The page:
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Pulled the carb off and found that a sort of freeze plug had blown off of it. Good thing it sat tucked in the intake manifold. This may account for the backfiring when you drop the throttle.

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So I've cleaned the valve covers and replaced the cork with rubber while the carb is out. I'm debating removing the AIR system entirely. Opinions?

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LS1Nova

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Jun 19, 2015
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Ok I'm keeping the AIR injection, but I'll need to replace the valves to end the popping in the exhaust. I find it only happens when the vacuum signal hoses are plugged in. Unplug them and no noise! So time to diagnose and fix that.

I only had the weekend to get this done, so everything was rushed. Very impressed with my first car carb. She fired right up and hasn't had issues since. A lot more response now that the accelerator pump lever is adjusted, as well as the float.

Next week I hope I have the guts to get the new chain in there. The more I look at it the more it looks like a tight fit. I may also replace the front main seal since oil is appearing around the balancer.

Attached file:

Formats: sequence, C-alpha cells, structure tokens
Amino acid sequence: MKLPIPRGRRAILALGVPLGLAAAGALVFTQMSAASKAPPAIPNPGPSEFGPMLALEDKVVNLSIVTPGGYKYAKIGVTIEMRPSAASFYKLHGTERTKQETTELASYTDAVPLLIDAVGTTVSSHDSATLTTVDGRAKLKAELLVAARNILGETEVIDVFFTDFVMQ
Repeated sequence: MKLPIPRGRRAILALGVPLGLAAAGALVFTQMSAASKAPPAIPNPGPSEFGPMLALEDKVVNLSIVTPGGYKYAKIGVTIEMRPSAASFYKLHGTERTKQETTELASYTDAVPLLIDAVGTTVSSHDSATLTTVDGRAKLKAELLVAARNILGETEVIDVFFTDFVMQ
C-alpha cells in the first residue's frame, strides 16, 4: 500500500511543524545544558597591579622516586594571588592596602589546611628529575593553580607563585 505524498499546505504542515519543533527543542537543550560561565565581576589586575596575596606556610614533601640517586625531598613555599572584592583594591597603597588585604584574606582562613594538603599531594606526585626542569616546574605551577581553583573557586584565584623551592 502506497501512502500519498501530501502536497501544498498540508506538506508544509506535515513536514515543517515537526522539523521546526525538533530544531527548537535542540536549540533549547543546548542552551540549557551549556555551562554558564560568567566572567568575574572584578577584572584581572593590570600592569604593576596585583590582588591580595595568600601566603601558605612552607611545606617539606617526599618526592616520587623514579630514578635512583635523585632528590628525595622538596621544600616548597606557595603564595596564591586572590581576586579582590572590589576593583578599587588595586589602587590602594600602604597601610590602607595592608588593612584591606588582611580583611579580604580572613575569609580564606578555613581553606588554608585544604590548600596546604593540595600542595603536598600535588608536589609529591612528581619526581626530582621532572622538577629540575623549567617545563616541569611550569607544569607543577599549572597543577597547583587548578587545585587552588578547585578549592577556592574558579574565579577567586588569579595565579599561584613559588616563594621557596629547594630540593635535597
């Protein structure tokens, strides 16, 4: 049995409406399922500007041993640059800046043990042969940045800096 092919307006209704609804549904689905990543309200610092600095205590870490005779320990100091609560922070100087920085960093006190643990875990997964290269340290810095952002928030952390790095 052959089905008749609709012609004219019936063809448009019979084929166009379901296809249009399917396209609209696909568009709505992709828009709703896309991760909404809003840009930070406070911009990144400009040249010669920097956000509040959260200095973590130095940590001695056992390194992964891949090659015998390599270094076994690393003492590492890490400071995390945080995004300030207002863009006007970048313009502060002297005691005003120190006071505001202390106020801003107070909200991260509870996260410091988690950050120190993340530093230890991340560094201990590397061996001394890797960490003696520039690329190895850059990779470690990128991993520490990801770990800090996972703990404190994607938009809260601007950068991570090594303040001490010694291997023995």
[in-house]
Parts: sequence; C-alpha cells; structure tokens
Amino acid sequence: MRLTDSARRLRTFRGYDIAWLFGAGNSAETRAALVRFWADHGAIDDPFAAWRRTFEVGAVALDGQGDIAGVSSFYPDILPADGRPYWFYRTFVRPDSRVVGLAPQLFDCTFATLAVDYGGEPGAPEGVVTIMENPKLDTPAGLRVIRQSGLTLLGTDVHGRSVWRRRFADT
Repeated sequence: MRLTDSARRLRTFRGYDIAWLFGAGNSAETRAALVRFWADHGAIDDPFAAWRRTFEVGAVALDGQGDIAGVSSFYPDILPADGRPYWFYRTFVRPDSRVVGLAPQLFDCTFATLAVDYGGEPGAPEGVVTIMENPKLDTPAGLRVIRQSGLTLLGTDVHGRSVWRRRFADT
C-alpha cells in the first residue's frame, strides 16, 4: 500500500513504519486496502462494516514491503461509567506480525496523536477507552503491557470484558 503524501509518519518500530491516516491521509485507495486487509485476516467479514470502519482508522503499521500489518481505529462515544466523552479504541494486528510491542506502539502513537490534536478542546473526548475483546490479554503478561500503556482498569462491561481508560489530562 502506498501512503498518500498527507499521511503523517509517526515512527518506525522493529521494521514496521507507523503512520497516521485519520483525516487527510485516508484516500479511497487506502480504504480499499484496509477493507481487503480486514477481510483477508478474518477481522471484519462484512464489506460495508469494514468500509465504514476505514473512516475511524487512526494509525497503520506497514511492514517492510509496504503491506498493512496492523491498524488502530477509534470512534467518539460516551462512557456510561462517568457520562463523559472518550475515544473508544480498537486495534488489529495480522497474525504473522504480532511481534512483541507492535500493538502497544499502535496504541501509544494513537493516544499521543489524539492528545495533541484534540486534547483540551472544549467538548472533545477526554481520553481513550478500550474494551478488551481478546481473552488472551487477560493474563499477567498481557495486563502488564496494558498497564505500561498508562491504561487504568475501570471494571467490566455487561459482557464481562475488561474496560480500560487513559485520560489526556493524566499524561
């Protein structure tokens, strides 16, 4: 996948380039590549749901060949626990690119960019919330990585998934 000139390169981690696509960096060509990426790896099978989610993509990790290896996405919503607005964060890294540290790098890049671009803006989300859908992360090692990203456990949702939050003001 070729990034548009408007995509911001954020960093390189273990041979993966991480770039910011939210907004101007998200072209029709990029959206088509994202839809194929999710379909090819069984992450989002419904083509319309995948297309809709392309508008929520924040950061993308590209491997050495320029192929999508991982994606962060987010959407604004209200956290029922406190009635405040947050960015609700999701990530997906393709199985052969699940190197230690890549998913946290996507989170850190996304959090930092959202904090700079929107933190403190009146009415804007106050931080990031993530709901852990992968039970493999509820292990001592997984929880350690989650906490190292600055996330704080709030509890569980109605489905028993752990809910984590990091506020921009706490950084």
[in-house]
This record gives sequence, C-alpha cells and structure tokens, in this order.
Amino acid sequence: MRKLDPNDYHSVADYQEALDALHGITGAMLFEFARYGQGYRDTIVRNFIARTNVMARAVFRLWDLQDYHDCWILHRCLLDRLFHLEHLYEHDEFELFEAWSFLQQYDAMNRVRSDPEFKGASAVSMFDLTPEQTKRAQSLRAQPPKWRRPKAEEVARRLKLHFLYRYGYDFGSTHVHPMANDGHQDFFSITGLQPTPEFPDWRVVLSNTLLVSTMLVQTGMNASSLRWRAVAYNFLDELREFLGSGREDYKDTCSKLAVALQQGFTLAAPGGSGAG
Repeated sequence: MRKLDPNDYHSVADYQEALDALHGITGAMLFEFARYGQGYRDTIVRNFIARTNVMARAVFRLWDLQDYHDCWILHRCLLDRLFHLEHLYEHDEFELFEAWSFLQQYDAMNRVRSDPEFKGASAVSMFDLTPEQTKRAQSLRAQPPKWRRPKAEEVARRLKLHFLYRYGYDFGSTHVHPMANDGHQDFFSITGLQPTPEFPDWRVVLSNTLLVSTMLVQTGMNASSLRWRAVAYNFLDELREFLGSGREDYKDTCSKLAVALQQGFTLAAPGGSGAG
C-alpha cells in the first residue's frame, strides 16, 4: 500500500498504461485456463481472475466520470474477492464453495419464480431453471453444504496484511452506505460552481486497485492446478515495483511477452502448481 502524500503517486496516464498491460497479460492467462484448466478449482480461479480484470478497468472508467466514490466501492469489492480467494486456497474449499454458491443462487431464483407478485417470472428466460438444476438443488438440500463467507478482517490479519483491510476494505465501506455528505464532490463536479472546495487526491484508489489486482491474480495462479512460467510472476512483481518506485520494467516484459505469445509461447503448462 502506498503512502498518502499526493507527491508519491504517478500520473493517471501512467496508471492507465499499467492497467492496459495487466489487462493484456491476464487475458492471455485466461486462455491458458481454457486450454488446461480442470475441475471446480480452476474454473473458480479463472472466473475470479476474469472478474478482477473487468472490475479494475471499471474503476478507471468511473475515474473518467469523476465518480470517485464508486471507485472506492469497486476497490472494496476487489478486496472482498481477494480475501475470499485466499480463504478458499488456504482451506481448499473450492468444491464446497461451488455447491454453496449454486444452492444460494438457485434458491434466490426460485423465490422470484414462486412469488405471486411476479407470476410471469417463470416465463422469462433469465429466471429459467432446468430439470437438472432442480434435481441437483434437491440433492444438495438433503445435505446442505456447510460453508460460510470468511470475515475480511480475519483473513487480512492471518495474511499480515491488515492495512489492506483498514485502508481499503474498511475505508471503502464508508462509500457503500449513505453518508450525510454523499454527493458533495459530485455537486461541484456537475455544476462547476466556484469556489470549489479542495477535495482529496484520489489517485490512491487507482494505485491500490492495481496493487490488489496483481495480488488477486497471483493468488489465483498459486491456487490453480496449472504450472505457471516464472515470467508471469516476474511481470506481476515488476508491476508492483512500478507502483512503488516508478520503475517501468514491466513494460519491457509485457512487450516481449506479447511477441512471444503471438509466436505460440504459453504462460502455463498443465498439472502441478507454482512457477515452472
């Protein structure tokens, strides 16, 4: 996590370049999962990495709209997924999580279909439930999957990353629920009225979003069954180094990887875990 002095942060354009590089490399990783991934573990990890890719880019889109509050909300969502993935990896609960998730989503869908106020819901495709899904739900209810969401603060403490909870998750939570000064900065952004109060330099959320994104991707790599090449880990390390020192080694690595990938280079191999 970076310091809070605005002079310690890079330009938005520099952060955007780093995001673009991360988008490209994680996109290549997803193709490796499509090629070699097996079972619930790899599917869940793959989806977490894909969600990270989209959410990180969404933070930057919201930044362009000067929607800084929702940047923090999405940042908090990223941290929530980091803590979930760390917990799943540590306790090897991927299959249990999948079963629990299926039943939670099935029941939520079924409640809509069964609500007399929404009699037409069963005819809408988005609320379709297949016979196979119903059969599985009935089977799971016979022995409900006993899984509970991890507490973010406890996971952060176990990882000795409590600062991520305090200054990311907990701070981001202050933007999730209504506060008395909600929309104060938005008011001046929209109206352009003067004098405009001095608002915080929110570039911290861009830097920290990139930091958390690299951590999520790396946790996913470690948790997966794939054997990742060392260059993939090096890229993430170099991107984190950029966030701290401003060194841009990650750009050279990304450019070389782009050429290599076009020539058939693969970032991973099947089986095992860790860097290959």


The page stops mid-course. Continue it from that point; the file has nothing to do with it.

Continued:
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7991LXnSHO

5 Year Member
Sep 1, 2010
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Kearney, NE
Sorry I am late to the party.
DO NOT remove the AIR system, it costs neither power and the weight savings is negligible on a big car.
The little cam timing change may make little difference. The stretched chain may make a bigger change and is a good idea. Maintenance is always a good idea. Check and play with the distributor total advance and curve. That may have been de tuned too.

When it comes down to it, head porting work or new heads may be what it takes to make you really smile. One of the car mags just did a dyno test on new Ford big block heads, and it was quite impressive. It made the gas sucker put out the power to justify the low MPG the 460 always seemed to get.